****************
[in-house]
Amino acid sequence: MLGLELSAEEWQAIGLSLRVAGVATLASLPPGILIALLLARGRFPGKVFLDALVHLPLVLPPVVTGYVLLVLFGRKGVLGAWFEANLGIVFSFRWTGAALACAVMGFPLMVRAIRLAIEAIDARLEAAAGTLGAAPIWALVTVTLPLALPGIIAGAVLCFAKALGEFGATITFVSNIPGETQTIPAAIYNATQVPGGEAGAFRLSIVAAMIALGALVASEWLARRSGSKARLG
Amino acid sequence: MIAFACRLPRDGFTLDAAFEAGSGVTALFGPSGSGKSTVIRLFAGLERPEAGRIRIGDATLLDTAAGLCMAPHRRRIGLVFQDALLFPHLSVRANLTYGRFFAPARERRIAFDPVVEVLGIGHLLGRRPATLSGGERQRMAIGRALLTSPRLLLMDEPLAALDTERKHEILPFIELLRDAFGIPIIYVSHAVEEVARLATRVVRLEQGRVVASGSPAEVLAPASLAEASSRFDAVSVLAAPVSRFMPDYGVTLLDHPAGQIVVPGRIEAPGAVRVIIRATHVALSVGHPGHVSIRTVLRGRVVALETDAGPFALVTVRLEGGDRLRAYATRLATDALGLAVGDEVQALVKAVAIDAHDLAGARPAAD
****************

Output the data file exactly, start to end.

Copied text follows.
[in-house]
Amino acid sequence: MLGLELSAEEWQAIGLSLRVAGVATLASLPPGILIALLLARGRFPGKVFLDALVHLPLVLPPVVTGYVLLVLFGRKGVLGAWFEANLGIVFSFRWTGAALACAVMGFPLMVRAIRLAIEAIDARLEAAAGTLGAAPIWALVTVTLPLALPGIIAGAVLCFAKALGEFGATITFVSNIPGETQTIPAAIYNATQVPGGEAGAFRLSIVAAMIALGALVASEWLARRSGSKARLG
Amino acid sequence: MIAFACRLPRDGFTLDAAFEAGSGVTALFGPSGSGKSTVIRLFAGLERPEAGRIRIGDATLLDTAAGLCMAPHRRRIGLVFQDALLFPHLSVRANLTYGRFFAPARERRIAFDPVVEVLGIGHLLGRRPATLSGGERQRMAIGRALLTSPRLLLMDEPLAALDTERKHEILPFIELLRDAFGIPIIYVSHAVEEVARLATRVVRLEQGRVVASGSPAEVLAPASLAEASSRFDAVSVLAAPVSRFMPDYGVTLLDHPAGQIVVPGRIEAPGAVRVIIRATHVALSVGHPGHVSIRTVLRGRVVALETDAGPFALVTVRLEGGDRLRAYATRLATDALGLAVGDEVQALVKAVAIDAHDLAGARPAAD